• Do not build the seventh row.)

This book is also probably the best argument for why it is important to learn advanced math.  No one believes their teachers when they say they’ll use this in the future, but calculus, trigonometry, and differential equations do have real world applications.  And if you don’t learn them you have to write in to an internet cartoonist to find out if it’s possible to build a jetpack using machine guns, instead of being able to run the numbers yourself.

So, if you don’t have the knowledge yourself to find out whether you could drop a steak from high enough that would be cooked enough from heat during re-entry to eat, or the time to figure it out, I suggest you get this book.  I don’t know where else you can find that absolutely necessary information.

 

 

 

The Martian

the-martian-by-andy-weir-r-1000x1000The Martian, Andy Weir

There are often times in life where I have to explain something to a group, and I’m struggling with how to get started, or to condense a complex topic down to a few power point slides. And as I’m trying to figure out how to do this and playing online, I realize that xkcd has already done this, and so much better than I could ever hope to do.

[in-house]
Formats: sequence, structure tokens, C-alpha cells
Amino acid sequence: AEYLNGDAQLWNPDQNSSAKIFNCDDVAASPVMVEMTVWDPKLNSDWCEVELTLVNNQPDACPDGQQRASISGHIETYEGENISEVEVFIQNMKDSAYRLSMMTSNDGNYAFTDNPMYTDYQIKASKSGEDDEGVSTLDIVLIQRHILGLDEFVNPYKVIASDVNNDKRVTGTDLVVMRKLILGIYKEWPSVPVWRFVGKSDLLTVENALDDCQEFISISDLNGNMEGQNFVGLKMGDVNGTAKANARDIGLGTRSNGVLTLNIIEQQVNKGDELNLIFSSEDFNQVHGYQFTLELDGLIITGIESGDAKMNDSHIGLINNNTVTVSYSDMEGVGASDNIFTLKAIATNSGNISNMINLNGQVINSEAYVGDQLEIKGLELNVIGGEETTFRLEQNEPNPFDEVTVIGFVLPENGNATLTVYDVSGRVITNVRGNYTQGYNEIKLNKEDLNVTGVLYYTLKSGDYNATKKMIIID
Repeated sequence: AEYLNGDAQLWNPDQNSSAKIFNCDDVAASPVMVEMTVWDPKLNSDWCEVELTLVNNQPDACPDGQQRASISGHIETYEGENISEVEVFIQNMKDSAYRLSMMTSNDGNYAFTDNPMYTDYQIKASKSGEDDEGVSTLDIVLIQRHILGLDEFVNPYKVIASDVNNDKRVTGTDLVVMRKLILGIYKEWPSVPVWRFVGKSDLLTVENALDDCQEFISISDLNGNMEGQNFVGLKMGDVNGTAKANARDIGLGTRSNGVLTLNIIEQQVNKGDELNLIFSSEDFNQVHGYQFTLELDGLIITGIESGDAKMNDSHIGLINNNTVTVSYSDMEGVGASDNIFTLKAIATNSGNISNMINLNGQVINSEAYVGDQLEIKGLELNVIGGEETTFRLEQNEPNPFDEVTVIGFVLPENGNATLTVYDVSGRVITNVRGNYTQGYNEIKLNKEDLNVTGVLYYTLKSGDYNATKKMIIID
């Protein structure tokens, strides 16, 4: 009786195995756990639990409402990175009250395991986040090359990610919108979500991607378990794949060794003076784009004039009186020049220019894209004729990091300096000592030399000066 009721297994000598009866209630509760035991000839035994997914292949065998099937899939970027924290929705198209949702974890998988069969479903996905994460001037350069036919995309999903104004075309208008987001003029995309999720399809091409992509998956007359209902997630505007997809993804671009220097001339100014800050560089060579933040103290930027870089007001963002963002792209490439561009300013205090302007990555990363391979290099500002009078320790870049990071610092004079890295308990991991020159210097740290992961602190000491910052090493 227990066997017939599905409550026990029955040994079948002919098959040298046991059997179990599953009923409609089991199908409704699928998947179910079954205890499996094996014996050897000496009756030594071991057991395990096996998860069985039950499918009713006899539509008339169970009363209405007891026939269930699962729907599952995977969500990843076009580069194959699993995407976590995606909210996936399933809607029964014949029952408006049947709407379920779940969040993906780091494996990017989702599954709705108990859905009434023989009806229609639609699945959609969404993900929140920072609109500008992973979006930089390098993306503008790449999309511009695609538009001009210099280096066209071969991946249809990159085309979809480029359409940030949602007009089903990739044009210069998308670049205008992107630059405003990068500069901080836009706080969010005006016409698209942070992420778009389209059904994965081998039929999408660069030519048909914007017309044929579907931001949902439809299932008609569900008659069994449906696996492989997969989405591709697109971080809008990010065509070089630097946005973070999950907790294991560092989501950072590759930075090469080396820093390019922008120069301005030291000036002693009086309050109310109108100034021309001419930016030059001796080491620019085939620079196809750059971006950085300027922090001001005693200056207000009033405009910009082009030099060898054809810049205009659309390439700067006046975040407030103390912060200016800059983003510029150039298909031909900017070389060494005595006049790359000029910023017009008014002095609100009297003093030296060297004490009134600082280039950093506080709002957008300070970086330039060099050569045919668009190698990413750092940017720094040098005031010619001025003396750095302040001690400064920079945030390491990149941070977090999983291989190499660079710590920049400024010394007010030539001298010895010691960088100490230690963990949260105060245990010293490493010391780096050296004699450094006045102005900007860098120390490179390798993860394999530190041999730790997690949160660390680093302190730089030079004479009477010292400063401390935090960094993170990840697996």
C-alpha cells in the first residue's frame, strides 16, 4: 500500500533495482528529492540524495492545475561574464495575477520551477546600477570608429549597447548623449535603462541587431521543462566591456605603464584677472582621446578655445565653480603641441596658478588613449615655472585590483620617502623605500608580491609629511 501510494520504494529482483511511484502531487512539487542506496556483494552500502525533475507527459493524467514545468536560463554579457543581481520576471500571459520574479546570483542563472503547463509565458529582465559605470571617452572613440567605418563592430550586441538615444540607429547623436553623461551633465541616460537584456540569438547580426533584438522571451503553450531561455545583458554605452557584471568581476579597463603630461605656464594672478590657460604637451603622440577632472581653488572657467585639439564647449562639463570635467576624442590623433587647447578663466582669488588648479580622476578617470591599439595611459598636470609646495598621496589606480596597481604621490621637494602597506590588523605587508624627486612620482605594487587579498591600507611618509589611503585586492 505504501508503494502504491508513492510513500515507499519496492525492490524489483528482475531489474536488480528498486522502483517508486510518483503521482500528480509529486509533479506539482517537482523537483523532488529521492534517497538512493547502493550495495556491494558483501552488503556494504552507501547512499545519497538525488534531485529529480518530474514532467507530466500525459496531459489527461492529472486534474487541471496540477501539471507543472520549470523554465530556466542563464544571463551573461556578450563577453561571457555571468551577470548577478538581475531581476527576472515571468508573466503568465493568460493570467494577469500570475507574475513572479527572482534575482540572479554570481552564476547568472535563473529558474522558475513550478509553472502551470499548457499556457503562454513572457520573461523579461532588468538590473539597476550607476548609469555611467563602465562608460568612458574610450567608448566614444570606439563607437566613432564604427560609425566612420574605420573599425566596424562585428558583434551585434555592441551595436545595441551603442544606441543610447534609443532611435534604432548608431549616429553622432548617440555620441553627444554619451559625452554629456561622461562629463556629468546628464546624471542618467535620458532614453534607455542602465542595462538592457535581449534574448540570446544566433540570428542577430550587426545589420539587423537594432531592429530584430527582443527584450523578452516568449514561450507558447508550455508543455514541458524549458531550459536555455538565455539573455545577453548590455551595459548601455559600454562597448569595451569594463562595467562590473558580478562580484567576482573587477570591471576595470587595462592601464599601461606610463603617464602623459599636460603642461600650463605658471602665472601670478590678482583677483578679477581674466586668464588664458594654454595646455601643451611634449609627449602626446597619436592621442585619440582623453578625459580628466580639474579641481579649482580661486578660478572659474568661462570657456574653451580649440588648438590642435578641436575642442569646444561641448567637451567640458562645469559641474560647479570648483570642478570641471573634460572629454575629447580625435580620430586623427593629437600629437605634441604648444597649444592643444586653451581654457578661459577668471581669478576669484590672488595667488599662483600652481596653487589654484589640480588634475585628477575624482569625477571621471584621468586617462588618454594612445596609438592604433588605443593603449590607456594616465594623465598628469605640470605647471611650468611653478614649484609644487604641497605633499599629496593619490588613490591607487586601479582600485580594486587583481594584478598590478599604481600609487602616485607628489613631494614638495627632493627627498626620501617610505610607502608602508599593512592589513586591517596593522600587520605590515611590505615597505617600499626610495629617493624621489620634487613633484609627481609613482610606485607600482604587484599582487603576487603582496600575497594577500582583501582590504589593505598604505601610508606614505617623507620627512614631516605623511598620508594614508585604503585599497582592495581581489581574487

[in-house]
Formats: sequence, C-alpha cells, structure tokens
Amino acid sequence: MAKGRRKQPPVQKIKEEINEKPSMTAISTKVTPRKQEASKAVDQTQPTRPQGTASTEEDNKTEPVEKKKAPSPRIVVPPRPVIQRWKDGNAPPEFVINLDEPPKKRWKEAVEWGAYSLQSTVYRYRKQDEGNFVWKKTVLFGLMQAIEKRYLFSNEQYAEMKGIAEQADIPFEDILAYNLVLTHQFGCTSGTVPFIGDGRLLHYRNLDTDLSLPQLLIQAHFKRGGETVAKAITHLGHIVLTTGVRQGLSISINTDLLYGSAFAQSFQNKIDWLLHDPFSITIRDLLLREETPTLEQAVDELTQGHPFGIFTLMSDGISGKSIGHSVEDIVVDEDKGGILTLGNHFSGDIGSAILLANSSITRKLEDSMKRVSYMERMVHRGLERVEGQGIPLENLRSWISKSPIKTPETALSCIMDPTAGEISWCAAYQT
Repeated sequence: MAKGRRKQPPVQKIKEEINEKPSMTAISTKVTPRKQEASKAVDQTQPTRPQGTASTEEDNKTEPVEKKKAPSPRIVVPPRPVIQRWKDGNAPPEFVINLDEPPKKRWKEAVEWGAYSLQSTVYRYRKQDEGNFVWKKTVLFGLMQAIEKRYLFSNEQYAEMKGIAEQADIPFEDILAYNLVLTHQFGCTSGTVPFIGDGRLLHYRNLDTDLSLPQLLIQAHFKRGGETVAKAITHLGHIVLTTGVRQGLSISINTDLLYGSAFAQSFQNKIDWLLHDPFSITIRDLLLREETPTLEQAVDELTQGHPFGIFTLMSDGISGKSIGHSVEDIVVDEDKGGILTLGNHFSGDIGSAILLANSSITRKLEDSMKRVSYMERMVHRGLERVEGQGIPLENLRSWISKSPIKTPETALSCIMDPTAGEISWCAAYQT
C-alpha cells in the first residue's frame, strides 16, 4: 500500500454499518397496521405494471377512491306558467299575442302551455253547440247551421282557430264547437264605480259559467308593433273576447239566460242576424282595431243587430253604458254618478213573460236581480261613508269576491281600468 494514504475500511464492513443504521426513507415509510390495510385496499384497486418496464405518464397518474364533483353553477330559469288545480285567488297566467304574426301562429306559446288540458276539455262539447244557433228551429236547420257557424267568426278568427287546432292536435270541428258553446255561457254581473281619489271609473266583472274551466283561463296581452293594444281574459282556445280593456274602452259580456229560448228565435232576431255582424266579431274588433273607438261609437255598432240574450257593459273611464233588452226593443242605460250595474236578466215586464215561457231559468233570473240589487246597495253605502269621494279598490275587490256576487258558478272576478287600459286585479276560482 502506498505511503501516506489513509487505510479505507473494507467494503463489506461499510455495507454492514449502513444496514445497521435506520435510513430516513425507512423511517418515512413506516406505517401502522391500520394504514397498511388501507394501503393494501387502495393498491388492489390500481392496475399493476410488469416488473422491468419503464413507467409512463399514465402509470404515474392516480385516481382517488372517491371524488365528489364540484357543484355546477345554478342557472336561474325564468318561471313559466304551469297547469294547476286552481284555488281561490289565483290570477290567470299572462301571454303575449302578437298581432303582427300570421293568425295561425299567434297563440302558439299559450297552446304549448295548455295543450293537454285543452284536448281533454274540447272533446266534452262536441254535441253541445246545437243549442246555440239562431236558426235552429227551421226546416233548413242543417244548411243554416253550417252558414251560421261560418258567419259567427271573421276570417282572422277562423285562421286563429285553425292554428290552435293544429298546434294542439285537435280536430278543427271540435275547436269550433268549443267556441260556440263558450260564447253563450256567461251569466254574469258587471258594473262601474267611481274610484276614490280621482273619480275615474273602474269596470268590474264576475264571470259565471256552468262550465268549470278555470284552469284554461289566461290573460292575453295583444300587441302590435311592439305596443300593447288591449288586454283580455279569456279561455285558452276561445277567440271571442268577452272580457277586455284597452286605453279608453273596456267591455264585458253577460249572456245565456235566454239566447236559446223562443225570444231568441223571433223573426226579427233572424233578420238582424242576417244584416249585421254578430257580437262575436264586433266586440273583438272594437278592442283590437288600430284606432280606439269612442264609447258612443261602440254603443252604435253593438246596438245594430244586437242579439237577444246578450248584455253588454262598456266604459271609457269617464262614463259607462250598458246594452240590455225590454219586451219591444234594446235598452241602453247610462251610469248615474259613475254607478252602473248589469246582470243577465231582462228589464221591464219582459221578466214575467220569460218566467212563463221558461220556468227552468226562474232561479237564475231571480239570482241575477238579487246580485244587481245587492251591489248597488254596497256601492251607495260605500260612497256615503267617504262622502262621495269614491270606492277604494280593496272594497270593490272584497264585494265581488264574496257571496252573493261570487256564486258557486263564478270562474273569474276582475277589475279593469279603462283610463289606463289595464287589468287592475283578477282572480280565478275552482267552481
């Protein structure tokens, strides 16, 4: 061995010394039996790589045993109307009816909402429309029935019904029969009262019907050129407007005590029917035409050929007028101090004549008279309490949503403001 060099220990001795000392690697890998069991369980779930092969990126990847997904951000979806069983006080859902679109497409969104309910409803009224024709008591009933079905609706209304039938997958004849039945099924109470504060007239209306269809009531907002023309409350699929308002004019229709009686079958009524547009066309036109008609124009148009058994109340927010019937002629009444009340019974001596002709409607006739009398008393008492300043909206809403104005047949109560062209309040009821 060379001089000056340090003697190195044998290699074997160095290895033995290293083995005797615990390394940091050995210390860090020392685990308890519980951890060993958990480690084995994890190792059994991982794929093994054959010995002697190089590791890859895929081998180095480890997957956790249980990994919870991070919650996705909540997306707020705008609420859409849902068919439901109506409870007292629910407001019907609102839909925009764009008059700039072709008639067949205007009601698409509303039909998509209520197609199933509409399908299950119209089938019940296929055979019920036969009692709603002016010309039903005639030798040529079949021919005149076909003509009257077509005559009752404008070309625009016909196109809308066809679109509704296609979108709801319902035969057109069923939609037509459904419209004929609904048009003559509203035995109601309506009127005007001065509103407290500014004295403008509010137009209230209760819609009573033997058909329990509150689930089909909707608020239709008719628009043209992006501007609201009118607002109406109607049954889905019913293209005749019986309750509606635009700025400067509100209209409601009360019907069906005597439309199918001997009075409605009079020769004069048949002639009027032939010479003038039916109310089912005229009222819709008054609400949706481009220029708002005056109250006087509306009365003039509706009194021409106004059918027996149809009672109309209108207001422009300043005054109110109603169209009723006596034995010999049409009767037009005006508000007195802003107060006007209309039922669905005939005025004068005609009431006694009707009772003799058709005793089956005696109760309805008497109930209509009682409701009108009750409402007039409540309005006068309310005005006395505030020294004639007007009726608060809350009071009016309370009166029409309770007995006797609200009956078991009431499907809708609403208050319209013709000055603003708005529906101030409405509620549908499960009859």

the_martian_2x.png

So. Yeah, that’s a fairly good description of this book. This is an excellent piece of science fiction, with a hard emphasis on the science. I first read this book because I heard an interview with the author on a science podcast I listen to, and the author was hilarious and incredibly interesting. Andy Weir even talked about the challenges he faced running simulations of interplanetary travel at different points in the future to make sure the possible orbits he was discussing would happen at the proper times as he wrote in his book, and that the rocket flights would be mathematically correct. That is a nerdiness and attention to accuracy of which I am in awe.

For a hard science book, The Martian is also a very easy and enjoyable read. For those of you who don’t know the background yet, it takes place in 2035, when Martian missions are relatively new but semi-routine. One mission requires an emergency evacuation and astronaut and botanist Mark Watney is accidentally left behind. The rest of the book is dedicated to Mark Watney staying alive, and the crew and NASA trying to save him. (Mark Watney is played by Matt Damon in the movie, leading to a wonderful breakdown of how much money the world has spent rescuing Matt Damon. Roughly US$900 Billion, adjusted for inflation).